As for me, I will use permethrin spray sold at REI on my bag and backpack. Given that we wash our clothes daily I will not use it on them. I also don't ever plan on being on Camino during the months of July and August when the bugs seem to be at their worst. BUT that is just me. You will find many pilgrims that have no problems with bedbugs during those same months. Bedbugs exist in four and five star hotels and you will also find them on Camino. It seems to be part of life and it is not something to fear or become overly concerned. Prepare as much as you can and be wise in your choice of sleeping quarters and you will be fine.

Bon Chemin,

Michael
 

Pacharan

Member
Permethrin is a general purpose insecticide which is also very toxic to cats and fish. Its effect on other mammals seems negligible but I have no idea how thoroughly it has been researched. It is recommended by UK authorities to be sprayed on clothing prior to visiting malarial areas and I believe is used to treat bedding all around the world to deal with bed bugs.
DEET is more powerful and should not be used on synthetic materials as it will disintegrate them. As far as I know a lot of insect repellents for skin application contain DEET (it melts nylon but apparently fine for humans :shock: )
I am not keen on using any chemicals but less keen on having a big allergic reaction to bites (which I have had massive problems with in the past).
Interestingly there is article on UK news today saying how much bed bug infestation has increased here. A timely reminder that the pests are all over the world and not a special Camino feature...
 
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Past OR future Camino
CF 2006,08,09,11,12(2),13(2),14,16(2),18(2) Aragones 11,12,VDLP 11,13,Lourdes 12,Malaga 16,Port 06
I purchased a spray bottle of mosquito spray in the Farmacia here in Spàin.

I spray the bed BEFORE I lay my sleeping bag on it.
Then I wait about 10 minutes.
Once or twice, the bedbugs have come up to escape the spray... then I LEAVE the alburgue!

Otherwise, I have not been bitten using this technique which the Pharmacist advised.
The spray is cheap and is a pump spray.
I just give the bed a light spray, top and bottom.
I met another pilgrim doing the same and she also had no problem.
If you do this as soon as you check in, the smell is gone by the time you sleep.

Safe.. well I don´t know ... but the bedbug bites look horrific, in my opinion!
 

crhutch

Active Member
Past OR future Camino
(2010) March/April SJPP to Santiago and hence to Finisterre
(2016) Hospitalero Grañón 15-31 March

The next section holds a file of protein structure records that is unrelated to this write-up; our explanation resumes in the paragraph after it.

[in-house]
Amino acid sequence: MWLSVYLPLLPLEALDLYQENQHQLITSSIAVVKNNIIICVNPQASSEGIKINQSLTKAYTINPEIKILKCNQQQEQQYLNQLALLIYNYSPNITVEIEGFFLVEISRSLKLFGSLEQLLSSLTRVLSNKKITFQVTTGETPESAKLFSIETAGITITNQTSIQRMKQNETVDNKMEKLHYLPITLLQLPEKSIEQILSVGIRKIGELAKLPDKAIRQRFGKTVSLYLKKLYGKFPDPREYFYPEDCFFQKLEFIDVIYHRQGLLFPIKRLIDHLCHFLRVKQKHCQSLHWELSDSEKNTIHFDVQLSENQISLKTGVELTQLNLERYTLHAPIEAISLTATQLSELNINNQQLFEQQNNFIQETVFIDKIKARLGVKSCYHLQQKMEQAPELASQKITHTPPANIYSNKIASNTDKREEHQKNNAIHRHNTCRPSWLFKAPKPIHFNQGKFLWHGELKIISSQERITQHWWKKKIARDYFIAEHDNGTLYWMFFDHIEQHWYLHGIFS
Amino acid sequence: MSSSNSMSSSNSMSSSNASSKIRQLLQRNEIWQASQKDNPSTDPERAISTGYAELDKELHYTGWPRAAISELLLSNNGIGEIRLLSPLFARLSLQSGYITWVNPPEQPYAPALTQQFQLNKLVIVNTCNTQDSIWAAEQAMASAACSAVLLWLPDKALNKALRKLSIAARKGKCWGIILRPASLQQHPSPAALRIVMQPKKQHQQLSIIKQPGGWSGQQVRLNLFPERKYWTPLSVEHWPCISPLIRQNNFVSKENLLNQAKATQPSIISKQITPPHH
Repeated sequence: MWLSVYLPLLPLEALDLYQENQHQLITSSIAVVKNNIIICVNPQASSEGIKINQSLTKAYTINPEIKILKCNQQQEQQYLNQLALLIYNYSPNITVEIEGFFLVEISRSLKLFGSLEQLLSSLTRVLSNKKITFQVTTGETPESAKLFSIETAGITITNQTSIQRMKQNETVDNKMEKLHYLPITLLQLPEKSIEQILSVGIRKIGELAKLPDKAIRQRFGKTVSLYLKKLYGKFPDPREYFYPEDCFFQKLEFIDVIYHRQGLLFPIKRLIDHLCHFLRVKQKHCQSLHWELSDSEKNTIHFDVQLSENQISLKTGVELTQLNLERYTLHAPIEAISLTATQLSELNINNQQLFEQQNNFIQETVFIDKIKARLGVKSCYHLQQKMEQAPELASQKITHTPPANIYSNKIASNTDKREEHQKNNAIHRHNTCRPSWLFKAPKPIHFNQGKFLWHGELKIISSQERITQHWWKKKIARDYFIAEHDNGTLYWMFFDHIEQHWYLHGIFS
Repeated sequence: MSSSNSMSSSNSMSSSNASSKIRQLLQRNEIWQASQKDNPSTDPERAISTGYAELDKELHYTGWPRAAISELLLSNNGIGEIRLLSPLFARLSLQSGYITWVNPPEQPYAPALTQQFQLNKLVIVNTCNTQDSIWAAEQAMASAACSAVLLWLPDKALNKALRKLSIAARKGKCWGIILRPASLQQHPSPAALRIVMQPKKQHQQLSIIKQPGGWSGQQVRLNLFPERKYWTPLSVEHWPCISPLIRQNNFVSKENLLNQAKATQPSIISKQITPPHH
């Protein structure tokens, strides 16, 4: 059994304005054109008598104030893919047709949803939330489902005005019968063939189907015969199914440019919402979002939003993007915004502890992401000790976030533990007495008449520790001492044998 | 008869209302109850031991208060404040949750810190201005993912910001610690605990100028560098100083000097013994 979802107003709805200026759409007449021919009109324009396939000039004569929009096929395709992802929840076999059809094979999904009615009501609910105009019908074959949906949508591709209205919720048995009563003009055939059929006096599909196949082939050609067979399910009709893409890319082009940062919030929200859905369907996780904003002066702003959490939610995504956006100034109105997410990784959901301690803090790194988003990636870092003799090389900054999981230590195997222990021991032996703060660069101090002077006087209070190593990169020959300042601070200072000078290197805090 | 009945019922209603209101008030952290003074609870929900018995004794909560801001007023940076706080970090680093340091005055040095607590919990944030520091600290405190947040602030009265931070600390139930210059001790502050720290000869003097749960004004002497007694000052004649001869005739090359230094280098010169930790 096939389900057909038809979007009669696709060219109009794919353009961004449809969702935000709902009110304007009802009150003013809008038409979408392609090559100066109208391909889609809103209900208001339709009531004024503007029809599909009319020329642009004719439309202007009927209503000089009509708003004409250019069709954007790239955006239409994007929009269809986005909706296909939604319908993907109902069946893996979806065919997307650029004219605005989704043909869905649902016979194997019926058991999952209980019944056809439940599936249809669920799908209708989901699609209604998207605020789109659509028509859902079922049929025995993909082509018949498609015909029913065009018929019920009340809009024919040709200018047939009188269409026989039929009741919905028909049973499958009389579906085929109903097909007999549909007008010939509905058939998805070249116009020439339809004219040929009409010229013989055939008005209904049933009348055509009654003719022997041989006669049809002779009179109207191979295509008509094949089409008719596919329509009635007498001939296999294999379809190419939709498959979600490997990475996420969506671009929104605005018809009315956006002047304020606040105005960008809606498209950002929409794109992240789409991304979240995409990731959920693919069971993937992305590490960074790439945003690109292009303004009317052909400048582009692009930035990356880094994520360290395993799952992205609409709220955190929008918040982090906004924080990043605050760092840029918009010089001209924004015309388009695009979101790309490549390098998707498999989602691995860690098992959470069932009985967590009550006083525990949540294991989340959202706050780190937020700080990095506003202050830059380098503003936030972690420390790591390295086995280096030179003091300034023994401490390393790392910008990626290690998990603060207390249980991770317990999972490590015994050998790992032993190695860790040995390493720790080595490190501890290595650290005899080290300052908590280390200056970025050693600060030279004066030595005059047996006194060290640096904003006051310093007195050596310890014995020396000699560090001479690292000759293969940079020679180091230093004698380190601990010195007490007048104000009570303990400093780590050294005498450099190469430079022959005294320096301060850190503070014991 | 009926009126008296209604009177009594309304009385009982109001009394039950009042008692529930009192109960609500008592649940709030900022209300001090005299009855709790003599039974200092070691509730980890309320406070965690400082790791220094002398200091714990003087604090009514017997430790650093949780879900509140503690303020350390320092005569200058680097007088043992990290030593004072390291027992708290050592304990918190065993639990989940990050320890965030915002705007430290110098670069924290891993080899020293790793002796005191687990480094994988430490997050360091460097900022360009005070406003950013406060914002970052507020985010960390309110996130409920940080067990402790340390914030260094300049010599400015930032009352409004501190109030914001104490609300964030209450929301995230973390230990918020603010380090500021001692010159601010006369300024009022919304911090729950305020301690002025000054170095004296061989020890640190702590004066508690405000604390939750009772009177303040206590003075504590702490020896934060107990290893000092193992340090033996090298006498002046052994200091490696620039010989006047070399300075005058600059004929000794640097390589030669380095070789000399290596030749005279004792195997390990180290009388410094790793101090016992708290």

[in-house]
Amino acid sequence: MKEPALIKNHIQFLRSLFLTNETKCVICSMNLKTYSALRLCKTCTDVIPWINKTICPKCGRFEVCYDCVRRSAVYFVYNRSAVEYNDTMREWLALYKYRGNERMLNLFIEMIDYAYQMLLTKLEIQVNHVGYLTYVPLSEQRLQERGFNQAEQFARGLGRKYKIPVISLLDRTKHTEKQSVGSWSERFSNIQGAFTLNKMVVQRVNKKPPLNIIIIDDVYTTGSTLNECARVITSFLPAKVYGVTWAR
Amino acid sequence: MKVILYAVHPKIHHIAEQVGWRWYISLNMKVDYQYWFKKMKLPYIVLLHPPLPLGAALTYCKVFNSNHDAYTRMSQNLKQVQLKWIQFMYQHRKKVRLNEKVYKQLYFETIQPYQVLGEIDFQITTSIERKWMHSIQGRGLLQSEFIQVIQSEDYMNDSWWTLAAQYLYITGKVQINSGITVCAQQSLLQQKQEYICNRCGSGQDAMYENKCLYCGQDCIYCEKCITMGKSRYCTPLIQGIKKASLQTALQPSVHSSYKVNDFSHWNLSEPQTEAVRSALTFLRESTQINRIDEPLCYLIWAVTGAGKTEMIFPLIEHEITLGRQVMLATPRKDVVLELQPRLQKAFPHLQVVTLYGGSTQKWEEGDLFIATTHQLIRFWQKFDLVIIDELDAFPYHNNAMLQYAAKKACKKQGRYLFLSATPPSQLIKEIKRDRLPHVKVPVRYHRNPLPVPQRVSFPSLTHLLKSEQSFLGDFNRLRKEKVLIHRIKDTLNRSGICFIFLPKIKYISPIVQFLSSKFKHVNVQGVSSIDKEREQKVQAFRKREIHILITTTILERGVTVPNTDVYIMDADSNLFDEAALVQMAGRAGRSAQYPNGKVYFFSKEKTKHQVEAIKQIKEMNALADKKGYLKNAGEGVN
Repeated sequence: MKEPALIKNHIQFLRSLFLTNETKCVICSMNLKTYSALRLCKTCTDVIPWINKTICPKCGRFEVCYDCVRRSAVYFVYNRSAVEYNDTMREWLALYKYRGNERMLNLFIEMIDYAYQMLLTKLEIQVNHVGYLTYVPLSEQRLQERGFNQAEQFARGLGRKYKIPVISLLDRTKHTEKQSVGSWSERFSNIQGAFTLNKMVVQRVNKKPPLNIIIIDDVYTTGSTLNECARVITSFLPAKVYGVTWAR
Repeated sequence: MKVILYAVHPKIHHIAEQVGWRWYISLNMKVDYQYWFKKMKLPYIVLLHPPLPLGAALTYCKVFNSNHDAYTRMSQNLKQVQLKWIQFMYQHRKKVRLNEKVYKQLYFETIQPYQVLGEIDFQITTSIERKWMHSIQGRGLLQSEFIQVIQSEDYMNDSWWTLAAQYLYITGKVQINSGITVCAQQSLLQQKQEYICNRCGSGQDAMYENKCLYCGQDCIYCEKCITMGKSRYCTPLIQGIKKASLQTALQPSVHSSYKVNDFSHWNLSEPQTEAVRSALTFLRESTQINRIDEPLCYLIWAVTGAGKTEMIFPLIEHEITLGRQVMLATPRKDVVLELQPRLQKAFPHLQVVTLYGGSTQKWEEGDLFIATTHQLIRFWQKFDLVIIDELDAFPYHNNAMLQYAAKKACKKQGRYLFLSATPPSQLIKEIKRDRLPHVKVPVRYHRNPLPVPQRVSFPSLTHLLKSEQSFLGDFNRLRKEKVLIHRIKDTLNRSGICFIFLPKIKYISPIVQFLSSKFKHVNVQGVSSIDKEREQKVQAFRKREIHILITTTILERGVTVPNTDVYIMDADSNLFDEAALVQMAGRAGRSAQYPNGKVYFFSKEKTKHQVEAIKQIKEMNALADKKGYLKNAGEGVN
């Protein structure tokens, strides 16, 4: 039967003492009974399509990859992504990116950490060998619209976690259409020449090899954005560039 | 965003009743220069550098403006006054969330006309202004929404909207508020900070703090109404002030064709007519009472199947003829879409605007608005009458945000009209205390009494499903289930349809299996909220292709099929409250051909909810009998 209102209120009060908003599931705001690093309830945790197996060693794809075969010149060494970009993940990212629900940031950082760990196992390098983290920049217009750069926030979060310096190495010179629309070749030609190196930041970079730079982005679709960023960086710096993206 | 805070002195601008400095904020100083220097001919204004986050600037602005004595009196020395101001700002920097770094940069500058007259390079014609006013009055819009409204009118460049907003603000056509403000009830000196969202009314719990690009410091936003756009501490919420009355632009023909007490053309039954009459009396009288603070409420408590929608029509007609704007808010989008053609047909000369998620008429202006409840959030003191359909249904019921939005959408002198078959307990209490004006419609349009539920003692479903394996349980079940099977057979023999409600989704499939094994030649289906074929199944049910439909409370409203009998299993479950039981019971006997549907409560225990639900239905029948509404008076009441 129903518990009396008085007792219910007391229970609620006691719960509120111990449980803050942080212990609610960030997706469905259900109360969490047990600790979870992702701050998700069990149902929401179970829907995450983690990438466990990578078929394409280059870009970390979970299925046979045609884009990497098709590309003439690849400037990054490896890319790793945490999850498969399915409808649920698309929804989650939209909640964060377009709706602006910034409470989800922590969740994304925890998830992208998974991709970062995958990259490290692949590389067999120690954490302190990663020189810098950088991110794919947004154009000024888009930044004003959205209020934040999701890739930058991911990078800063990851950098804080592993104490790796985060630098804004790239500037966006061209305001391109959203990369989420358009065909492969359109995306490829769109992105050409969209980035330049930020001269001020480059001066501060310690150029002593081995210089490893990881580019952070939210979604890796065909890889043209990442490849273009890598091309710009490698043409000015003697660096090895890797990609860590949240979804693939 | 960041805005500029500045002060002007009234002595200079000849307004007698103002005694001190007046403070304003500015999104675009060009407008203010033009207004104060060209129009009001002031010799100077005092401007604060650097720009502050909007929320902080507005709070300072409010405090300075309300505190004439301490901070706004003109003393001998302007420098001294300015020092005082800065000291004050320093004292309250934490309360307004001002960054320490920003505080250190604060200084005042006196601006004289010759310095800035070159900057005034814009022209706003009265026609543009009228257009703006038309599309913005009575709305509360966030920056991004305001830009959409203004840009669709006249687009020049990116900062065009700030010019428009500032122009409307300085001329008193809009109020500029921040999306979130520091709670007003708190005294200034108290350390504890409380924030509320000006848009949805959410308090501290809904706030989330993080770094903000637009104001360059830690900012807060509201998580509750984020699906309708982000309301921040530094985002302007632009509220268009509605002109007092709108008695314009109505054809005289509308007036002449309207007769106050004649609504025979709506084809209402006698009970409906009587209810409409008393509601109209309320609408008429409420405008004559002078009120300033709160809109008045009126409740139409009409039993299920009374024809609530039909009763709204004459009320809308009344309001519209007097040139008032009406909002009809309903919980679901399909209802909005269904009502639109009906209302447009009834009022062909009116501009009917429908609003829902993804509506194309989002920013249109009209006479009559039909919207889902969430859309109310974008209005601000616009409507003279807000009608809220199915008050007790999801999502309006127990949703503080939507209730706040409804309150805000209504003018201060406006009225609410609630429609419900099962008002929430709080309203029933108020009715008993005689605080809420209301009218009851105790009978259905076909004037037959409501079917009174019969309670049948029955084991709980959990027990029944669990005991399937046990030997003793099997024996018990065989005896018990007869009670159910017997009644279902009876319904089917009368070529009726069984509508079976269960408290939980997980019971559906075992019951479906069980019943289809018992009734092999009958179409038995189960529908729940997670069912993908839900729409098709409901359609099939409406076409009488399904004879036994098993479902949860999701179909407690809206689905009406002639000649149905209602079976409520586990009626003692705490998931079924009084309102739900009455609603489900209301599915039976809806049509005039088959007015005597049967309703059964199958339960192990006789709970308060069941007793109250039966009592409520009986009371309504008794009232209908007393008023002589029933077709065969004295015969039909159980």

(2016) April Logroño to Santiago
(2017) Hospitalero Zamora 15-31 March
(2017) Hospilatero Emaus, Burgos 1-14 April
Lots of good advice which I truly appreciate. Is Permethrin available is Spain?
 

tohams

Member
Permethrin needs to be sprayed and dried completely. You shouldn't touch it when wet. I would use it on things you're bringing and not there.
 

crhutch

Active Member
Past OR future Camino
(2010) March/April SJPP to Santiago and hence to Finisterre
(2016) Hospitalero Grañón 15-31 March
(2016) April Logroño to Santiago
(2017) Hospitalero Zamora 15-31 March
(2017) Hospilatero Emaus, Burgos 1-14 April
MichaelB10398 mentioned that some people spray Permethrin the frame itself, wait 5 to 10 minutes and then inspect to see if it has roused any bugs out and if so, they move on. That is why I ask if permrthrin is available in Spain. I don't really want to carry a large container of it from the States. Thanks
 
MichaelB10398 said:
Some people are very concerned about chemicals and others are sensitive to a wide variety of them. Test it out and see if you have a negative reaction before you go. If you have concerns, don't use them.

Thanks for the sound advice Michael.

Nicole
 
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tohams

Member
Anniesantiago said:
I purchased a spray bottle of mosquito spray in the Farmacia here in Spàin.

I spray the bed BEFORE I lay my sleeping bag on it.
Then I wait about 10 minutes.
Once or twice, the bedbugs have come up to escape the spray... then I LEAVE the alburgue!
Mosquito spray and Permethrin are not the same thing, though in areas where malaria is a problem, it's advised to use a Permenthrin coated mosquito net over your bedding. I think (at least Annie) is talking about DEET or some other insect repellent. If you spray Permethrin, the bedbug is more likely to die where it is rather than crawl out. Whereas repellent will drive them nuts and just get them moving. If they do crawl out because of the Permethrin, plain water would do the same thing. It's just the liquid driving them out.
 

caminara